Coughlin, although fundamentally different than Long, used many of the same tactics and ideas as Long. Coughlin was born into a Catholic family in Canada. He virtually had no choice but to become a priest. He went to many very accomplished Catholic schools. He finished top in his class in college, and he taught at the college of Assumption for seven years. These years were rewarding, and he first got involved in society at this time. He soon decided to go the distance and become a parish priest. He made a life time friendship with Bishop Gallagher, who first realized Coughlin’s rare skills. Father Coughlin was given his own parish in a tiny village of North Branch, Michigan. This church is the sight of Coughlins ingenious idea to use radio as a unit of advertising. His first goal in the use of radio was to get people to attend his church, but he soon realized what a gold mine he had run into. As little as two years later the “Radio Priest” had as many as six million people listening to his Sunday sermons at a given time. His charismatic speeches, carefully drawn up each week, caught the United States on fire. Coughlin also started using his newly found power to express some of his political views. He spread his influential opinion on the danger of Big Business and was known to tell tales of “the Carnegies and the Rockefellers.” He denounced “greed, corruption, and the concentration of wealth in the hands of few” (page 96). He also made reference to the plight of farmers, and sometimes even the League of Nations for its international ties. Coughlin had an absolutely huge audience, and he used it to spread upon his ideals for the nation.
All of Huey Long and Father Coughlins ideals stemmed from the then ancient Jeffersonian and Jacksonian times. They, along with Jefferson and Jackson, believed in the common man. They felt that power should be distributed among the masses and not amongst a few select men. They believed a “Nobel Yeoman” or a “Horatio Alger” existed in everybody. They often argued that “no citizen should be allowed to accumulate so much wealth that his ownership of it became injurious to the rest of the community;” (page 145-145). Alan Brinkley so brilliantly states when referring to the Big Businesses as “Large, faceless institutions; wealthy, insulated men; power and controlling wealth that more properly belonged in the hands of ordinary citizens.” Long and Coughlin hailed all these ideals to the public, and like Long and Coughlin the public believed the solution lay in the businesses themselves. But, what most people either failed to understand or failed to admit is that the real problem lay even deeper in the society. The real problem, which obviously does not exclude Big Business, lay deep in the roots of the economic system, and could not be so easily fixed. The Big Businesses and their technology were already a part of American society, and that could not be changed. Coughlin and Long were too late for the issue, although they so brilliantly stated their case.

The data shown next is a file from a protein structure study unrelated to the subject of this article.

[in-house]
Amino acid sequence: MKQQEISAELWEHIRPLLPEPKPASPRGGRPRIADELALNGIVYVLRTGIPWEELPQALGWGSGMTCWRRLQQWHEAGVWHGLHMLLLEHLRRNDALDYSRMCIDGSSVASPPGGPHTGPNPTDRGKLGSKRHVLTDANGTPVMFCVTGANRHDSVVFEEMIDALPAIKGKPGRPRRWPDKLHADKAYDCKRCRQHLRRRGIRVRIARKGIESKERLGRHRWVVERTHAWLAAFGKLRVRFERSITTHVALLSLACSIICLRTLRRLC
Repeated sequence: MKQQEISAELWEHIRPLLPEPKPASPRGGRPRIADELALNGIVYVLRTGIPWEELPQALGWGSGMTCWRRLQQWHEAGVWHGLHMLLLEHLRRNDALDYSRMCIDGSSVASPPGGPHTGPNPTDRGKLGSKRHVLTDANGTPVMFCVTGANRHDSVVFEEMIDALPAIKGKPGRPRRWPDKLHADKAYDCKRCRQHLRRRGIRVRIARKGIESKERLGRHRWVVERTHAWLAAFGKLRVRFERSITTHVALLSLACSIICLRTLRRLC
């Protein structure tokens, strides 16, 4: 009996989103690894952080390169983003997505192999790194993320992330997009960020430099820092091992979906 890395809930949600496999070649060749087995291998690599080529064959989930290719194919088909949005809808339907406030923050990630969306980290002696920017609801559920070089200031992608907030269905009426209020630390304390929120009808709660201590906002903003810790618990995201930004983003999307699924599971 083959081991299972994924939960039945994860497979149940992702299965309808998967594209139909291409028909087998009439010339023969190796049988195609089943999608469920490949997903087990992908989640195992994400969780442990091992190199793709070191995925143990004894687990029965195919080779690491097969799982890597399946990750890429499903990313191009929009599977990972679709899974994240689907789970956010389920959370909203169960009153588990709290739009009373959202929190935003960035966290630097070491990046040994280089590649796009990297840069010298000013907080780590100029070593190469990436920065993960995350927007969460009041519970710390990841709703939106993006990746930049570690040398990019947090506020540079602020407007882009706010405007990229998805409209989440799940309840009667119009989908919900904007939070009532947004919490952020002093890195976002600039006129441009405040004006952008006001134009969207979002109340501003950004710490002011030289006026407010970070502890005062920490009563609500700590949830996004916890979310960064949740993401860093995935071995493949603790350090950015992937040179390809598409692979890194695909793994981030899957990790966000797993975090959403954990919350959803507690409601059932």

Long and Coughlin played a huge role in the protest movements during the Depression. Although being somewhat unsuccessful in their overall goal, they did complete many beneficial things. They brought rise to the monopolies during the Depression. They revolutionized the radio. They provided “an affirmation of threatened values and institutions, and a vision of a properly structured society in which those values and institutions could thrive” (page 143). Long and Coughlin were “creations of the moment”, which rested on “some of the oldest and deepest impulses in American political life” (page 144). They gave immediate hope to their followers that the depression could be ended soon. They represented the peoples hopes and dreams, and although both men’s’ dreams ended tragic, they earned their respective place in history.
Brinkley, Alan. Voices of Protest. First Vintage Books Series. Random House Inc., New